Wednesday 24 December 2014

499M. The Christmas Truce.

  World War I - Christmas 1914: on Christmas Eve and Christmas Day British and German soldiers left their trenches and entered no man's land and exchanged Christmas greetings, food and souvenirs. They joined in carol singing and took the opportunity of the truce to bury their dead. For a few hours, one hundred years ago, war was paused and men shared a short peace. Famously, men from the opposing armies played football with each other as war was paused. The centenary of the Christmas Truce has been commemorated philatelically by The Isle Of Man as the subject of the £1.41p value of the set of 6 stamps issued on 19 Febrary 2014 which noted the centenary of the beginning of he First World War. Now Isle Of Man Stamps And Coins has issued 2 covers to commemorate the actual anniversary of the Truce which of course are purely philatelic in nature but nevertheless are interesting and commemorate marvellously those few brief hours of peace. The first of the two covers is depicted above and includes the Christmas Truce stamp cancelled on Christmas Eve by a red postmark in the style of the old Manx Christmas postmarks. I like the item very much and in an era when Christmas philatelic items are ten a penny it brings something special and meaningful to a collection of 2015 Commonwealth Christmas philatelic products:-

  A second cover - a philatelic/numismatic cover - has also been produced by Isle Of Man Stamps And Coins in a limited edition which combines the Manx Christmas Truce stamps, cancelled on Christmas Day itself, with 2 Deutsche Post Christmas Truce stamps cancelled at Berlin also on 25 December 2014. The coin mounted in the cover is an Isle Of Man 1 crown which also commemorates the Christmas Truce. I do not collect philatelic/numismatic covers (particularly limited editions sold for £35) but if I were an enthusiast for such items I would rush to make sure that I was one of the lucky 500 people to get my hands on one of these items:-

    Royal Mail issued a commemorative sheet on 11 November 2014 which noted the Christmas Truce and consisted of 10 poppy stamps and 10 attached labels showing scenes from the Truce. Sadly, although the face value of the stamps in the sheet is only £6.20p, the price of the item from Royal Mail is £14.95 - a mark up above face value of 240% -this seems more like exploitation of the memories of those men who were in the frozen trenches of Flanders at Christmas 1914 rather than a commemoration of their spirit.:-

  It is worth mentioning the Christmas Truce Memorial which was unveiled at the National Memorial Arboretum in Staffordshire on 12 December 2014. The memorial was designed by a 10 year old boy, Spencer Turner, and consists of two hands together in a handshake surrounded by the outline of a football:-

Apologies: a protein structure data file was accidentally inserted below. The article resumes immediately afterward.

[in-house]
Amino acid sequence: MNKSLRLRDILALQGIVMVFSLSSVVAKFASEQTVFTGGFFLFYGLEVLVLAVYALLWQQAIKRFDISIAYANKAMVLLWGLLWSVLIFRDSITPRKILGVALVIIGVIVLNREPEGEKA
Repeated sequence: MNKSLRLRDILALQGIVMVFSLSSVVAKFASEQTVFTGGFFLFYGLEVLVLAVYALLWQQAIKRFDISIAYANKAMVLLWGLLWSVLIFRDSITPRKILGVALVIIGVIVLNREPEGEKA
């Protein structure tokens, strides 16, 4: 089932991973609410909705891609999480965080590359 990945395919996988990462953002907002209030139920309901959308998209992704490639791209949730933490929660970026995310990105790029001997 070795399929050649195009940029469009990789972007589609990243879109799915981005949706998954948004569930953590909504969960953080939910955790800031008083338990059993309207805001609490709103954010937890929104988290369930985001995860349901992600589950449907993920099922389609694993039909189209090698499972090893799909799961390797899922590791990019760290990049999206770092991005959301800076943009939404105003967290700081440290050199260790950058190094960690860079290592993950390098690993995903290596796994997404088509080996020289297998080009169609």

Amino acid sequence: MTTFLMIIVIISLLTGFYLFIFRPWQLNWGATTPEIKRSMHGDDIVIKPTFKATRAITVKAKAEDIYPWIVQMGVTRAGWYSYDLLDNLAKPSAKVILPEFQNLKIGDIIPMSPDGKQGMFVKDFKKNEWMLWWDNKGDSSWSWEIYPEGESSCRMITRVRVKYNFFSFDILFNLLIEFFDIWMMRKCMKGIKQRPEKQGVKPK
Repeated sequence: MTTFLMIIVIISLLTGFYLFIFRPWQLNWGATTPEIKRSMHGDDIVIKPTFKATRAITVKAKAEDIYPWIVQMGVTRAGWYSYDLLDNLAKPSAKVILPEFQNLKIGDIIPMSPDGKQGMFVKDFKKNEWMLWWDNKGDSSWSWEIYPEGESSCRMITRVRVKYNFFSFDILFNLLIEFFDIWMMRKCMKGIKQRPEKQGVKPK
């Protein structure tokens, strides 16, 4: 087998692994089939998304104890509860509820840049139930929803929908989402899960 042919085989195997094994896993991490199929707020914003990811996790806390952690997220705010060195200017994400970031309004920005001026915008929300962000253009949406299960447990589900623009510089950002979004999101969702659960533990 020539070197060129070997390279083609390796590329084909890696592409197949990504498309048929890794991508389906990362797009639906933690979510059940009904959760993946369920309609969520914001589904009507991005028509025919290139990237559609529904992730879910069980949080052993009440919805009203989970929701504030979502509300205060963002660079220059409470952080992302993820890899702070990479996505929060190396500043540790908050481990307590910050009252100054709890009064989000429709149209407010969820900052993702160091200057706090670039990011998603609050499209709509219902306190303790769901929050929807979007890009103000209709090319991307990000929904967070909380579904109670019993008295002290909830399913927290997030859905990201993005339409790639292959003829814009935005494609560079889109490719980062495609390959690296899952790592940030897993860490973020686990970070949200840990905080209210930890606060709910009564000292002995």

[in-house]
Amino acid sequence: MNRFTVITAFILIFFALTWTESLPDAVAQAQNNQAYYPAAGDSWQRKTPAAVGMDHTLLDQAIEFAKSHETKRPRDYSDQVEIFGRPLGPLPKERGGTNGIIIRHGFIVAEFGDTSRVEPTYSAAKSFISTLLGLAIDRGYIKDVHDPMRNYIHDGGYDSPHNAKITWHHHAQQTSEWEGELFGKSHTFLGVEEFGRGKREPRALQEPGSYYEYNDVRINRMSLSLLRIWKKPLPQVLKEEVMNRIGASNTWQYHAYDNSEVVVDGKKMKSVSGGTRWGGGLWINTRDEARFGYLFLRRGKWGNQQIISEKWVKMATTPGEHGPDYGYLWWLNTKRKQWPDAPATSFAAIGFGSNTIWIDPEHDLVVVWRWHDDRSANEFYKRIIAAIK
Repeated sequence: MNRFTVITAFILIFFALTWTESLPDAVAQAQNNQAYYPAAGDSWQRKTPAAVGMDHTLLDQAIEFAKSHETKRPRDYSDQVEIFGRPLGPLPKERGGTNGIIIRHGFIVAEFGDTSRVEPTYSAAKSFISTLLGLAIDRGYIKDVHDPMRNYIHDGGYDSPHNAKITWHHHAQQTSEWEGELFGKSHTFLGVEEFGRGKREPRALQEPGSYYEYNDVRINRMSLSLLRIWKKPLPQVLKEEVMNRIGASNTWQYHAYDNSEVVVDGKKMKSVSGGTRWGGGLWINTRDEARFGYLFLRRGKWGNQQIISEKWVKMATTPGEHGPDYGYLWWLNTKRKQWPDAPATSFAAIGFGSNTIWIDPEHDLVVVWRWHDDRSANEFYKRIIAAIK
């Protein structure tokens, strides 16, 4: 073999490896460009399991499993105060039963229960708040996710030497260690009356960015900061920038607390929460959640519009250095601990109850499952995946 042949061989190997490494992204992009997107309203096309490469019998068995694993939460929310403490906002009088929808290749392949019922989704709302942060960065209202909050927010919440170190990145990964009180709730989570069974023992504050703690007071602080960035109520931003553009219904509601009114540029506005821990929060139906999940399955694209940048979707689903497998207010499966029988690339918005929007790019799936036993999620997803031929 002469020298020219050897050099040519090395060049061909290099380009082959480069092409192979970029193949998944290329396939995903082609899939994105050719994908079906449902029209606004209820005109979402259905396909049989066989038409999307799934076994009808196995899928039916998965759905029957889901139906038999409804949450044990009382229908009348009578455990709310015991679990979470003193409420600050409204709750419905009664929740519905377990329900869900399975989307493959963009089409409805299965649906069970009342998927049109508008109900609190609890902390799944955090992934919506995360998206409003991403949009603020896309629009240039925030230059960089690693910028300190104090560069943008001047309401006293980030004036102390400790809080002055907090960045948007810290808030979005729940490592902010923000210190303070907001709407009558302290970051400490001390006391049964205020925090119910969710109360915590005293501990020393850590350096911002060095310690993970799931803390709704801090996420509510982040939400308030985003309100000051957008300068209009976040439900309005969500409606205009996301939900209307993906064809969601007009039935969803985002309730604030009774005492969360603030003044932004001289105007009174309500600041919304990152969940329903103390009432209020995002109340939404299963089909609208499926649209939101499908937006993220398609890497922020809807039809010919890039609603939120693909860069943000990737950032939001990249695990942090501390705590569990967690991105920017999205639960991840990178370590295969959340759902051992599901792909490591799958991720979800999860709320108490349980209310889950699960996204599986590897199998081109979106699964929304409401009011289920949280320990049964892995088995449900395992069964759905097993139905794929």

I think that the Royal Mail Christmas stamps for 2014 are very lacklustre particularly when they are compared with the very beautiful set which was released in 2013. My favourite stamp of the 2013 set is the 88p value, depicted below, which is a detail of a painting by Jacques Louis David which is titled St. Roch Praying to The Virgin for an End to the Plague and which David painted in 1780. The detail depicted on the stamp is only a fraction of the whole painting as shown below though I suppose the whole painting really is not very Christmassy depicting, as it does, several plague victims with St. Roch, the Patron Saint of plague-sufferers kneeling before The Virgin and Child.

  I have something of a soft spot for St. Roch as he is also the Patron Saint of dogs and as a devoted dog owner the story of St. Roch is of great interest to me. Apparently St. Roch who was born in Montpeliar c.1348 was caring for plague victims in Piacenza in Italy when he contracted the illness himself. He was expelled from the town and found refuge in a forest where a dog came and supplied him with bread and licked his sores and healed them. The dog's owner, Count Gothard, discovered Roch's refuge and became a follower of Roch. Hence, after his canonisation, Roch was recognised not only as the Patron Saint of plague victims but also of dogs. The painting depicted below is by Guy Francois (c.1578 to 1650) and shows Roch with an angel, the sore on his thigh bandaged and the faithful dog at his feet.

  Even though St. Roch's dog does not appear on the Royal Mail 2013 Christmas stamp, at least one dog has been featured on British Christmas stamps - Gromit, the fictional friend of Wallace, who both appear in the Aardman films which recount their adventures. Both Gromit and Wallace were depicted on the 7 stamp set of the 2010 Royal Mail Christmas issue and the colourful and cheerful subject made for an excellent issue and put a smile on the face of anyone who received a Christmas card with one of the stamps stuck to the envelope (so much more cheerful than the 2014 issue):-

  Only in a stamp album could one's Christmas journey begin in the trenches of Flanders, travel via the story of St. Roch and his faithful dog and end up in the world of a cartoon dog and his master. Merry Christmas.

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